Road woes continue/Neighborhood battles county over upkeep
PAUL McKAY : Staff The problem goes a lot further than just this single subdivision." Pioneer Trails is probably one of the worst examples of an unrecorded subdivision," Winberry says. 09/24/1989

POTHOLES & PROMISES/Montgomery County's crumbling subdivisions/ Developers facing county crackdown CATHY GORDON : Staff Montgomery County, in its crackdown on developers of unrecorded subdivisions, wants the mess cleaned up. In other words, I `poor-boyed' this subdivision.


John Connolly (FBI) - Wikipedia, the free encyclopediaJohn "Zip" Connolly is a former FBI agent, currently in federal prison for ... Living people | FBI agents | Corrupt FBI agents | United States crime ...Quick Links: External links http://en.wikipedia.org/wiki/John_Connolly_ (FBI)

In any event, the CLINTONIAN LAND CON the DIRT ROAD Whitewater and Castle Grande CONS there in Arkansas may be more recocnizable to lay persons. Suffice it to say DAIZY CHAINS of close CRONIES would simply FLIP these Illegal Subdivision Lots amongst themselves, EACH TIME FALSELY INFLATING the price and whalah - INSTANT MILLIONS for what Campaigns, Yachts, Woman and WEAPONS. You may look into Ollie North's IRAN CONTRA mess a little closer and oh yeah JACK ABRAMOFF and that Arkansas Governor's Mansion - You Know PIMP GATE there in Little Rock !!

U.S. must pay $101.7 million to men framed by FBI - CNN.com... murder they didn't commit after the FBI withheld evidence of their innocence. ... They argued that Boston FBI agents knew mob hitman Joseph "the Animal" Barboza ...


FDIC: Criminal Activity BibliographyGup, Benton, Bank Fraud: Exposing the Hidden Threat to Financial Institutions, ... Paul Muolo, Inside Job: The Looting of America's Savings and Loans

New ...http://www.fdic.gov/bank/historical/S&l/slbib7.html

Crime blamed for thrift crisis/Fraud, insider abuse the main culprits, GAO study finds

Associated Press

Attorney General Dick Thornburgh last month blamed fraud and insider abuses for 25 percent to 30 percent of the S&L failures.


Attention turns to shaky banks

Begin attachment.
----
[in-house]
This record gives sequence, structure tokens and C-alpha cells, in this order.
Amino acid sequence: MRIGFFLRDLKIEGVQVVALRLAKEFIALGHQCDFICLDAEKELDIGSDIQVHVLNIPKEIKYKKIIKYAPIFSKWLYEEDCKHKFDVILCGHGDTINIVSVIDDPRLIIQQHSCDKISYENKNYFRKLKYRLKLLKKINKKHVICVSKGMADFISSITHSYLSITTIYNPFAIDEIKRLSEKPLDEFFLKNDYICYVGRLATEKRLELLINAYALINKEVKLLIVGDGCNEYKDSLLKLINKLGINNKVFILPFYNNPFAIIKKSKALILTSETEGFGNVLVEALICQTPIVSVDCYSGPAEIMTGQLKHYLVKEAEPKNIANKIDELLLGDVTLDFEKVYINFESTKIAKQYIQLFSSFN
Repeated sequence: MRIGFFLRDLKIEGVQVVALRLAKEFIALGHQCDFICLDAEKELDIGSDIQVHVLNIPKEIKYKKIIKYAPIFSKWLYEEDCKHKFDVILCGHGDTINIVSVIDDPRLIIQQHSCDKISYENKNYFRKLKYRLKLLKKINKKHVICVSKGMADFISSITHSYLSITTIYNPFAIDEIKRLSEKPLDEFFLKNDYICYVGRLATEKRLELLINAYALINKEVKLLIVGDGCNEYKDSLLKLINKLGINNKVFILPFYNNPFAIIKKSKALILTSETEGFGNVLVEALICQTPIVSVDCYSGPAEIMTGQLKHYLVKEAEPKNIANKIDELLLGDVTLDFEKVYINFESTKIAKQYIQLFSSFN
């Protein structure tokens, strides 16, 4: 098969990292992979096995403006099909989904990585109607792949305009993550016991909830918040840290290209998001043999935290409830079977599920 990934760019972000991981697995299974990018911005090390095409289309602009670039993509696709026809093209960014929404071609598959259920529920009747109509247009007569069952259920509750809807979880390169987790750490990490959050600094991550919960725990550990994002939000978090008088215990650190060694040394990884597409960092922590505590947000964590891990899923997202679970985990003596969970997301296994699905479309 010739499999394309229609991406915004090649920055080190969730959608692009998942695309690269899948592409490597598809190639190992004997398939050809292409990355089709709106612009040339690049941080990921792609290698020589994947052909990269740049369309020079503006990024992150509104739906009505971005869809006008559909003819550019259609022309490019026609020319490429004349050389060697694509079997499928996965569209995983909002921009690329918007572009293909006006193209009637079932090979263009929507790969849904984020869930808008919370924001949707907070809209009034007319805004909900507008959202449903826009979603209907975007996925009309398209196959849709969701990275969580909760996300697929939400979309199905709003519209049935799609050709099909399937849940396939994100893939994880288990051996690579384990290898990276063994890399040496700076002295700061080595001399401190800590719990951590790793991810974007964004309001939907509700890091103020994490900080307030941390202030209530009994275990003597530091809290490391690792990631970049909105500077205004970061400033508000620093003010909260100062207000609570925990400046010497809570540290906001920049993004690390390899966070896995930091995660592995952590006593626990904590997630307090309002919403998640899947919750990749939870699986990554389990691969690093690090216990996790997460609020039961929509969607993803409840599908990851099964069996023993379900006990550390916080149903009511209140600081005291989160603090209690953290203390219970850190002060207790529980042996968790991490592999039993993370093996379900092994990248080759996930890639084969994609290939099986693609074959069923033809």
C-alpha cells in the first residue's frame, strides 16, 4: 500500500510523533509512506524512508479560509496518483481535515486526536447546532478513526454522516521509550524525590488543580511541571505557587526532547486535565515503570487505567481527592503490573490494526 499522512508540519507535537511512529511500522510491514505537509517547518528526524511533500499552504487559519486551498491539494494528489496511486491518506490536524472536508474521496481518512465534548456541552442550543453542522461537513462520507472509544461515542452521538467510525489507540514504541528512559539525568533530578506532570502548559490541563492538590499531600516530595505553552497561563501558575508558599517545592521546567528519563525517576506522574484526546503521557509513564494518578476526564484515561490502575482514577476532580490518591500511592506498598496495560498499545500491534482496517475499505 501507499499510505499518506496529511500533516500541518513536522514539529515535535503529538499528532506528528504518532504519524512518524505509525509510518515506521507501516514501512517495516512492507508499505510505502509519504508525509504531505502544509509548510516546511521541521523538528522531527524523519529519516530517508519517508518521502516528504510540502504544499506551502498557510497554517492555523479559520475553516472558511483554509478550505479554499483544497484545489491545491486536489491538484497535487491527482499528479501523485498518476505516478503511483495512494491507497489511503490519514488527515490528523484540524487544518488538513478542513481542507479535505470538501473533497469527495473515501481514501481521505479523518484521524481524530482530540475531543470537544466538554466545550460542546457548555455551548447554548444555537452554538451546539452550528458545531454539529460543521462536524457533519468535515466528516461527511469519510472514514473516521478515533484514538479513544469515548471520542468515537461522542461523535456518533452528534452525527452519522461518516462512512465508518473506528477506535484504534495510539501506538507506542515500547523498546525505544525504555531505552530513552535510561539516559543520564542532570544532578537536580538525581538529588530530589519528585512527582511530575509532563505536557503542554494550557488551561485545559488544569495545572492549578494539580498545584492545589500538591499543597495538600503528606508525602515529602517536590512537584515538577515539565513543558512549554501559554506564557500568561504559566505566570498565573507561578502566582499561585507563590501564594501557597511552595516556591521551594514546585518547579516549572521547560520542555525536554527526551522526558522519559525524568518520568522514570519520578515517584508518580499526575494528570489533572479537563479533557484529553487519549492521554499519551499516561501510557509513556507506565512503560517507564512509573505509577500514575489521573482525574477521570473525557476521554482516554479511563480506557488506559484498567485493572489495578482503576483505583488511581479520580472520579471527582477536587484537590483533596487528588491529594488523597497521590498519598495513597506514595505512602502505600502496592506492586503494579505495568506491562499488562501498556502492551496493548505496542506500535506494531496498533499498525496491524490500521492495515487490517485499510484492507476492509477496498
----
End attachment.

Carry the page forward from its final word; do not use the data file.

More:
JAMES FLANIGAN : Los Angeles Times Syndicate
But failing to restrain the flow, in the S&L debacle, has proven to be political and economic poison.

Failed S&Ls' losses staying lost in Texas/Federal recovery efforts fall far short

RICHARD KEIL : Associated Press

Not a single RTC case against Texas S&L operators ever reached a jury. Questions remain about why so few S&L officials in Texas have been subpoenaed or found liable for thrift losses.



Repeating The Past
By William K. Black

Forgetting the mistakes of the past is bad, but we've done something far worse. This newest wave of corporate fraud occurred because we learned exactly the wrong lessons from our last wave, the savings & loan debacle. As Mark Twain warned, "It ain't what people don't know that hurts them, it's what they do know that ain't so."

The S&L collapse was the largest financial scandal in U.S. history and cost taxpayers $150 billion, but the conventional economic wisdom about it is, even with the benefit of hindsight, 20:200. The best way to see this is to read a classic textbook, "The Economic Structure of Corporate Law," authored by Frank H. Easterbrook and Daniel R. Fischel. Here students are taught five myths about fraud:

Fraud is not a problem because the markets easily spot it. "A rule against fraud is not . . . an important ingredient of securities markets."

Only honest firms can get a clean opinion from a top auditor. "The accountant who certifies the books of many firms has a reputational interest . . . much greater than the gains to be made from slipshod or false certification of a particular firm."